European Climate Foundation (ECF) – Translation Case Study

Overview of Requirements

ECF approached TW Languages on behalf of a research partner with a requirement to translate country-specific climate change reports into 14 languages in preparation for the upcoming G20 Meeting that took place at the end of October 2021 in Rome, and in advance of COP 26 being held in Glasgow immediately following G20.


The challenge was to translate large amounts of data within a very short period of time, with a high degree of accuracy given the critical scientific nature of the text, as well as having different source data for each language. It was also agreed that to ensure accuracy, draft translations would be supplied to ECF to allow independent experts engaged in the project to review and edit the drafts prior to final publication. In addition to the report itself, there would be a social media campaign running alongside to promote its findings.

Change of scope:

Original Scope – Average of 3,000 words per language – Total 42,000 words

Final Scope – Average of 9,200 words per language – Total 138,000 words

Upon receipt of the final source files, it quickly became apparent that the reports produced by the research partner were significantly larger than anticipated, as well as the source files requiring additional Desktop Publishing that was not anticipated in the original scoping and that this would compress the time available to complete all steps without compromising quality.  The final files received by ECF from the research partner engaged to prepare the reports had more than doubled in size from the original specifications, however due to the G20 meeting, it was not possible to extend the deadline, this was a hard deadline.

Alternative Source File Formats:

Due to the nature of the source files being Illustrator PDF files created from an Excel database, our PM team were put under additional pressure to provide a solution in order to prepare the ‘translatable assets’ for linguists for all languages required. Our expert in-house Desktop Publishing team was able to step in and provide an effective solution for this challenge.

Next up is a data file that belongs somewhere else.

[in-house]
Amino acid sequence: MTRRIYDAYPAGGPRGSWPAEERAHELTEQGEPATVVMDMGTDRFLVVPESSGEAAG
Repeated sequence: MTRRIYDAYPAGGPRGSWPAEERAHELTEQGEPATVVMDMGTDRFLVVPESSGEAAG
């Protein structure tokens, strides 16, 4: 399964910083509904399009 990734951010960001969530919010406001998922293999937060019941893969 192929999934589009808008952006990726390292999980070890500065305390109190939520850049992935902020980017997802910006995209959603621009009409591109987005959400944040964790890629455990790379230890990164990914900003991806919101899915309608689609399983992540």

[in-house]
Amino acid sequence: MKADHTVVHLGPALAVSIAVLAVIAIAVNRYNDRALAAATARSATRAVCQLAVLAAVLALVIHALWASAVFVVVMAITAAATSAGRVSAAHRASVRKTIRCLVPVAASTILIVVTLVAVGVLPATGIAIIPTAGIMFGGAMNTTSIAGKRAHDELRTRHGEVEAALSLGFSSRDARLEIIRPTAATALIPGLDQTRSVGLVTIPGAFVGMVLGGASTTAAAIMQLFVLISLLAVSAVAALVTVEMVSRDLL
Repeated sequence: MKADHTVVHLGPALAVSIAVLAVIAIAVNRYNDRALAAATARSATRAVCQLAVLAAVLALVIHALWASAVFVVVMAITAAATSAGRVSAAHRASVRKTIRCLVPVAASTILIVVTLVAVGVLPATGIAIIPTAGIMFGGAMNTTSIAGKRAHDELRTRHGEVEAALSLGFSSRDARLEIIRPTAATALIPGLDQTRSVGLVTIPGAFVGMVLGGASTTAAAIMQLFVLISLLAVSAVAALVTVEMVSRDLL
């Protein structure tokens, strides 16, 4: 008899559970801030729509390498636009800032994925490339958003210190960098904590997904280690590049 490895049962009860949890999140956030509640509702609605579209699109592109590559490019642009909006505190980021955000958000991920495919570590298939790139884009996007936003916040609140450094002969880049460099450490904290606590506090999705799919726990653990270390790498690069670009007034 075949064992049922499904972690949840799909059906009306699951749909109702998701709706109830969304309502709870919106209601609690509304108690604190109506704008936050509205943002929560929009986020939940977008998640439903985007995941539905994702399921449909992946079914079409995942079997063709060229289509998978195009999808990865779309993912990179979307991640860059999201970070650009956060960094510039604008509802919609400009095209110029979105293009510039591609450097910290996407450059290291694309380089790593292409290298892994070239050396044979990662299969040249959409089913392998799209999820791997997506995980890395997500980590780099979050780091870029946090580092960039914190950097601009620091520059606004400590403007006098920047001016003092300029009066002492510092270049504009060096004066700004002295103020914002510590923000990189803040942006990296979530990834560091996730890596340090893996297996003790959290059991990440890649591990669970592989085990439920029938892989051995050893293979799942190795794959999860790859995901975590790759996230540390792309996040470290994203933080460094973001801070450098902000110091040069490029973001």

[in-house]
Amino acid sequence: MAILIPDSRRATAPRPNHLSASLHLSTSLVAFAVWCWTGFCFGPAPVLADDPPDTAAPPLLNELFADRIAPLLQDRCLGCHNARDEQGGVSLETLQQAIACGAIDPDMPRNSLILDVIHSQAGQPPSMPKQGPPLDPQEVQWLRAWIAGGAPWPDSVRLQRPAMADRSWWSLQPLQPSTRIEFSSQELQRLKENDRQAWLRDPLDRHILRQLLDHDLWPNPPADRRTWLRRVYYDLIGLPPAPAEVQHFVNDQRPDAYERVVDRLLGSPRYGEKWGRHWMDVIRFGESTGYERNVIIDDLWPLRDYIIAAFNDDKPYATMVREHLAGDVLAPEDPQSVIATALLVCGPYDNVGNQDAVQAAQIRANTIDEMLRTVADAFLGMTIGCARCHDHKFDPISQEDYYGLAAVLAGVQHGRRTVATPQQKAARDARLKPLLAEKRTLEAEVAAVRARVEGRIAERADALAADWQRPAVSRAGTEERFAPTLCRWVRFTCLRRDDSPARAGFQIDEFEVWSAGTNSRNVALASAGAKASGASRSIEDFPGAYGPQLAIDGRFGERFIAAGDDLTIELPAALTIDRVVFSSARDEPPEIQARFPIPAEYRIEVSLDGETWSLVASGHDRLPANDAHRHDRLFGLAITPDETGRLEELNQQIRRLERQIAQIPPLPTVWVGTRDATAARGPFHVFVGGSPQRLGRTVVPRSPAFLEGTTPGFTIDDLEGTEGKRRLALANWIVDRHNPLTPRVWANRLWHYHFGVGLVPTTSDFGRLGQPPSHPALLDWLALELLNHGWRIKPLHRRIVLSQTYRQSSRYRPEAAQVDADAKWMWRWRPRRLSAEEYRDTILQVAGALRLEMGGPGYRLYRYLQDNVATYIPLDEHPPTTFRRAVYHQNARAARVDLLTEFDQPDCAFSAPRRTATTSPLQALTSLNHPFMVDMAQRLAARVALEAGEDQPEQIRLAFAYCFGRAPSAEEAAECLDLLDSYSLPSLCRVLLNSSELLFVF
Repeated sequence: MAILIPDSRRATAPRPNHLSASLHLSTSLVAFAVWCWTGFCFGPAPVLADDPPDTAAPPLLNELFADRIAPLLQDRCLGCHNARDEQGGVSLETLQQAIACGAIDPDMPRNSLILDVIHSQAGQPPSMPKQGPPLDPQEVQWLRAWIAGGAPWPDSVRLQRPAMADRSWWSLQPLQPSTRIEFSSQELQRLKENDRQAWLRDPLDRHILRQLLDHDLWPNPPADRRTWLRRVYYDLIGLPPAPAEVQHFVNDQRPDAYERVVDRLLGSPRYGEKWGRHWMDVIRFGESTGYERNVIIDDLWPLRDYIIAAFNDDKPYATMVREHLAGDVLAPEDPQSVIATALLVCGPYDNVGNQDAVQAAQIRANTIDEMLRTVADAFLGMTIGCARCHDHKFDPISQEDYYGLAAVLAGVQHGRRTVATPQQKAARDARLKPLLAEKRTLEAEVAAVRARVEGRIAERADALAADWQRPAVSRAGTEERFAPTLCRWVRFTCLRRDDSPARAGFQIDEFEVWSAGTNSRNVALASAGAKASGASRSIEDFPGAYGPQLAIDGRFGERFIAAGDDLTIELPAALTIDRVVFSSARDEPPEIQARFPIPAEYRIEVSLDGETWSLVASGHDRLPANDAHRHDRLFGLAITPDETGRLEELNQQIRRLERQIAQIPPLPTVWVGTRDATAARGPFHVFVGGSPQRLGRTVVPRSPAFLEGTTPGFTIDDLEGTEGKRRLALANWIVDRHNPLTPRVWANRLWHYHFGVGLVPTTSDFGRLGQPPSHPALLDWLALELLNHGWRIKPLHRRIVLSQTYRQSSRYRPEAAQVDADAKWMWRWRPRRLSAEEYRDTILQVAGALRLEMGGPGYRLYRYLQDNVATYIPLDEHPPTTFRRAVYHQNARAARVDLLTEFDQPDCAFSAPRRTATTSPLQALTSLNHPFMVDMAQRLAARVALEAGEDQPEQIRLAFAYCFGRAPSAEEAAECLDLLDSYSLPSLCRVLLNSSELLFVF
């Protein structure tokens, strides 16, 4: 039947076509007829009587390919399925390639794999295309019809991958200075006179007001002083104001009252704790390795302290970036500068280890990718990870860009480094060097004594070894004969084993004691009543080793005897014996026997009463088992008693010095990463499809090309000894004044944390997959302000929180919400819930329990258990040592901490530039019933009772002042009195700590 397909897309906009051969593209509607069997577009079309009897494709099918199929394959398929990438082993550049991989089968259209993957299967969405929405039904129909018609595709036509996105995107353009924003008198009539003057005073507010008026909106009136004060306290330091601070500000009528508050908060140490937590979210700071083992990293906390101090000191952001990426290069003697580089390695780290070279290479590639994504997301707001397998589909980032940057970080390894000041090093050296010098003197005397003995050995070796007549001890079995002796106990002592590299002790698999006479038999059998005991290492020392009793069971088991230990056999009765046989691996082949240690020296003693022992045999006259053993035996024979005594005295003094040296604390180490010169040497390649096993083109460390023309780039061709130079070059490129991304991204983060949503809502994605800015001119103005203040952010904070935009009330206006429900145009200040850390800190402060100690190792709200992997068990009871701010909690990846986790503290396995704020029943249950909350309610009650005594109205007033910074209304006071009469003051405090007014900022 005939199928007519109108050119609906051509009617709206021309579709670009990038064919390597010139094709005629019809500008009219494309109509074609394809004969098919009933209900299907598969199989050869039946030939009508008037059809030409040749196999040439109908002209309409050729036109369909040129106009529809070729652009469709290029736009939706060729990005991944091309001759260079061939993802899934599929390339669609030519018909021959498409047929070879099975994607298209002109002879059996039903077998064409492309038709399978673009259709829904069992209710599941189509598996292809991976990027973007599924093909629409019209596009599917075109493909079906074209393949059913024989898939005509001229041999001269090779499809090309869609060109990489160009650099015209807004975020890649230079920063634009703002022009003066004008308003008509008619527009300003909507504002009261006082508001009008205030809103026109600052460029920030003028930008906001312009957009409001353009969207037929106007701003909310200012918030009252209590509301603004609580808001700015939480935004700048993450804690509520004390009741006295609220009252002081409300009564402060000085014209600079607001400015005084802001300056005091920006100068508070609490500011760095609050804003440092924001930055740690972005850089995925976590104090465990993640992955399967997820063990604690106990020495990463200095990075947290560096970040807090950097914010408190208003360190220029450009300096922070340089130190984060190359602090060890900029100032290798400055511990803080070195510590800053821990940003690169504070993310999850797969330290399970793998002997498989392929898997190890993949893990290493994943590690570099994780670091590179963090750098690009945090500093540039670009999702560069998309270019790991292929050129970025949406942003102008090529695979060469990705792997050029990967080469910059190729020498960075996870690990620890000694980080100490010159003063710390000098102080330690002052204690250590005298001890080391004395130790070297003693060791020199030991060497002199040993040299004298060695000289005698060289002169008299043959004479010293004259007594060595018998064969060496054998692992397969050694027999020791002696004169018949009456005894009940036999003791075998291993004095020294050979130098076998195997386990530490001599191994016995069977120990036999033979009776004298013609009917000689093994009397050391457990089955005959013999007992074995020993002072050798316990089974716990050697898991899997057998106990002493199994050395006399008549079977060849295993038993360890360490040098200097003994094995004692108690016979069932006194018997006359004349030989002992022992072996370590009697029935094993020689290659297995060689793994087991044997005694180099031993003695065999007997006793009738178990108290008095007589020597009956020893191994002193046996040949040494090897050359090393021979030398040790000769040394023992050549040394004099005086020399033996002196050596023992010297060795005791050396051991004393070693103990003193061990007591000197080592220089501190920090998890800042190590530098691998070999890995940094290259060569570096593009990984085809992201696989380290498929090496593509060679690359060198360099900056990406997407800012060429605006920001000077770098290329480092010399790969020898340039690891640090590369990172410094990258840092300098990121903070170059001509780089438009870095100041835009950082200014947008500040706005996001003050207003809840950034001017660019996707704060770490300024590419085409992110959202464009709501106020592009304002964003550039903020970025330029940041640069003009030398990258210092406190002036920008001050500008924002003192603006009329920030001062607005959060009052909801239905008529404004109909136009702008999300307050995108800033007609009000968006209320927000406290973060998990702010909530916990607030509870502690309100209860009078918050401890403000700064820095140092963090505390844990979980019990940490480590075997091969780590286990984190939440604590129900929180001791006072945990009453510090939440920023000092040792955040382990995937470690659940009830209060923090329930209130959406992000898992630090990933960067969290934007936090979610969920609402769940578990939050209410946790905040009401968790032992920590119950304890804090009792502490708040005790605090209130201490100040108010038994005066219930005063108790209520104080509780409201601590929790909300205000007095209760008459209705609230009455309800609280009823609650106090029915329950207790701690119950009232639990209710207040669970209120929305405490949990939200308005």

Ongoing update of Reports Content:

A further challenge was introduced as it became apparent that some of the source content required additional editing to ensure the content was clear and concise for the translators, with the final source copy being available only a few days prior to the final deadline.

Message from the client

TW Languages joined us on a project that required 14 different language translations in a very short period of time – they were efficient, professional and brought great positivity and drive to what, at times, was a very challenging project. Both their translators and design team went beyond the call of duty to deliver to a tough deadline and were a pleasure to work with throughout. We would highly recommend their services.

10 Top Tips for effective communication with overseas customers

10 Top Tips for effective communication with overseas customers:

  1. Always provide bi-lingual contracts using a template where both languages are laid out side-by-side. This is essential if you will be discussing the contract with your client (with or without an interpreter).
  2. Look for a preferred glossary of terms before translating technical manuals. This will avoid any confusion over the meaning of specialised phrases.
  3. Keep the text that is to be translated simple and direct. Don’t ‘play on words’ or use colloquialisms – the meaning can be lost in translation.
  4. Don’t use machine or online translation to communicate with your client. Important points may be missed or misinterpreted.
  5. Ensure that job titles are translated correctly. There are cultural norms relating to job titles and if they are not correct, offence can be caused!
  6. Ensure that your Translation Provider creates a translation memory (sentences or paragraphs that have previously been translated), and uses this as well as the glossary of terms for all future translations to ensure precision and consistency.
  7. When you receive correspondence which requires a reply in a foreign language, make sure that you are aware of any deadlines before starting the translation. This will enable your Translation Provider to plan the project accordingly.
  8. When tendering for overseas contracts, discuss with your Translation Provider how and by whom the documents will be certified within the required time schedule. Public Sector bodies, for example, have specific instructions for translation processes which have to be adhered to, as well as a minimum timeframe for legalising translated documents.